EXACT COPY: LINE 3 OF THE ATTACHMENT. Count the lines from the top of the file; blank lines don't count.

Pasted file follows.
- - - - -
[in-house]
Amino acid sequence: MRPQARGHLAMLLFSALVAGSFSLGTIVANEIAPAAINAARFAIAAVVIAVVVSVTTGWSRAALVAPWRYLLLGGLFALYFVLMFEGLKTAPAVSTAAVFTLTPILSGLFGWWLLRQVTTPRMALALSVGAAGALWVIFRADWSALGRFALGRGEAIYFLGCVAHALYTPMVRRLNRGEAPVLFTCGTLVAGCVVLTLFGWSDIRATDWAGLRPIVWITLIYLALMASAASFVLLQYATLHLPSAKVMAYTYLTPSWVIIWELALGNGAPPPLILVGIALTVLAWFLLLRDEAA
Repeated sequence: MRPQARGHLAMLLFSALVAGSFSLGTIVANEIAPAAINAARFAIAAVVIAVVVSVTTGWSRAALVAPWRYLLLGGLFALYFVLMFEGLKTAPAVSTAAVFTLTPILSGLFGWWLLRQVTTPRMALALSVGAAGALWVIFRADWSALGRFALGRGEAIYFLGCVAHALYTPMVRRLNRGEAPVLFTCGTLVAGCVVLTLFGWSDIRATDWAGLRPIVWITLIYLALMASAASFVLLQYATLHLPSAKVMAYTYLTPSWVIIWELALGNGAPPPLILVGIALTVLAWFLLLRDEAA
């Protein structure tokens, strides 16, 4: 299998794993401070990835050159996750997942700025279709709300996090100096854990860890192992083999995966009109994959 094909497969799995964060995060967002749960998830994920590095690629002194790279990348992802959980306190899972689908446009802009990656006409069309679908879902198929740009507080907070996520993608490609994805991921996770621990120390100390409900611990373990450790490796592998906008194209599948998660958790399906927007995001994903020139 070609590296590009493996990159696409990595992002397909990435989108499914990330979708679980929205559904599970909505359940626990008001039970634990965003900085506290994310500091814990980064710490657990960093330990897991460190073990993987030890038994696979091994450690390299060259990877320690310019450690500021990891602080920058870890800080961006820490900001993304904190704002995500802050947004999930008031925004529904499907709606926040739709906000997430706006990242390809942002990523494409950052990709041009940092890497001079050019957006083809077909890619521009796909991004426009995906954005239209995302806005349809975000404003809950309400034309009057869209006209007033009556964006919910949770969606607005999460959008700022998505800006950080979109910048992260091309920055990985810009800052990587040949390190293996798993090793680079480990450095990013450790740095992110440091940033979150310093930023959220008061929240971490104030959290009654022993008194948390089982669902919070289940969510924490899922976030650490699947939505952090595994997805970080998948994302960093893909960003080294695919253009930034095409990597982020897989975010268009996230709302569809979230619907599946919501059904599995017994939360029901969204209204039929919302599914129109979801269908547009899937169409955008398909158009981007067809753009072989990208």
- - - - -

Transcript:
Repeated sequence: MRPQARGHLAMLLFSALVAGSFSLGTIVANEIAPAAINAARFAIAAVVIAVVVSVTTGWSRAALVAPWRYLLLGGLFALYFVLMFEGLKTAPAVSTAAVFTLTPILSGLFGWWLLRQVTTPRMALALSVGAAGALWVIFRADWSALGRFALGRGEAIYFLGCVAHALYTPMVRRLNRGEAPVLFTCGTLVAGCVVLTLFGWSDIRATDWAGLRPIVWITLIYLALMASAASFVLLQYATLHLPSAKVMAYTYLTPSWVIIWELALGNGAPPPLILVGIALTVLAWFLLLRDEAA